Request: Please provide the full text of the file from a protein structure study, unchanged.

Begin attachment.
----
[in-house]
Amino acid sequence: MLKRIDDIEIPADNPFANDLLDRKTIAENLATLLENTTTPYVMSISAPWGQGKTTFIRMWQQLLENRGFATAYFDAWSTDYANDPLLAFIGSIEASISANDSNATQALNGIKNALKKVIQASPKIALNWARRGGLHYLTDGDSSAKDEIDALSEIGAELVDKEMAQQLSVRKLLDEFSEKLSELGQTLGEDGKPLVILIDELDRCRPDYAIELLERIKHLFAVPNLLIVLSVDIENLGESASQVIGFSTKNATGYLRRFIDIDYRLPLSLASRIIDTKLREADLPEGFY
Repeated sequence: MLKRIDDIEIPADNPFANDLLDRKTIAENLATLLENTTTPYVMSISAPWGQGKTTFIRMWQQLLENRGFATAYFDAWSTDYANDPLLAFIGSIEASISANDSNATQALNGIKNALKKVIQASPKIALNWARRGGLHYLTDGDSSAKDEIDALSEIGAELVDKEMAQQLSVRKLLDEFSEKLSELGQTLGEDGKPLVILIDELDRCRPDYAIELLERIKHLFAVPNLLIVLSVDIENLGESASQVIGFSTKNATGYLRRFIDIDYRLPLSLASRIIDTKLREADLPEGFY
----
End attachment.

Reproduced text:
[in-house]
Amino acid sequence: MLKRIDDIEIPADNPFANDLLDRKTIAENLATLLENTTTPYVMSISAPWGQGKTTFIRMWQQLLENRGFATAYFDAWSTDYANDPLLAFIGSIEASISANDSNATQALNGIKNALKKVIQASPKIALNWARRGGLHYLTDGDSSAKDEIDALSEIGAELVDKEMAQQLSVRKLLDEFSEKLSELGQTLGEDGKPLVILIDELDRCRPDYAIELLERIKHLFAVPNLLIVLSVDIENLGESASQVIGFSTKNATGYLRRFIDIDYRLPLSLASRIIDTKLREADLPEGFY
Repeated sequence: MLKRIDDIEIPADNPFANDLLDRKTIAENLATLLENTTTPYVMSISAPWGQGKTTFIRMWQQLLENRGFATAYFDAWSTDYANDPLLAFIGSIEASISANDSNATQALNGIKNALKKVIQASPKIALNWARRGGLHYLTDGDSSAKDEIDALSEIGAELVDKEMAQQLSVRKLLDEFSEKLSELGQTLGEDGKPLVILIDELDRCRPDYAIELLERIKHLFAVPNLLIVLSVDIENLGESASQVIGFSTKNATGYLRRFIDIDYRLPLSLASRIIDTKLREADLPEGFY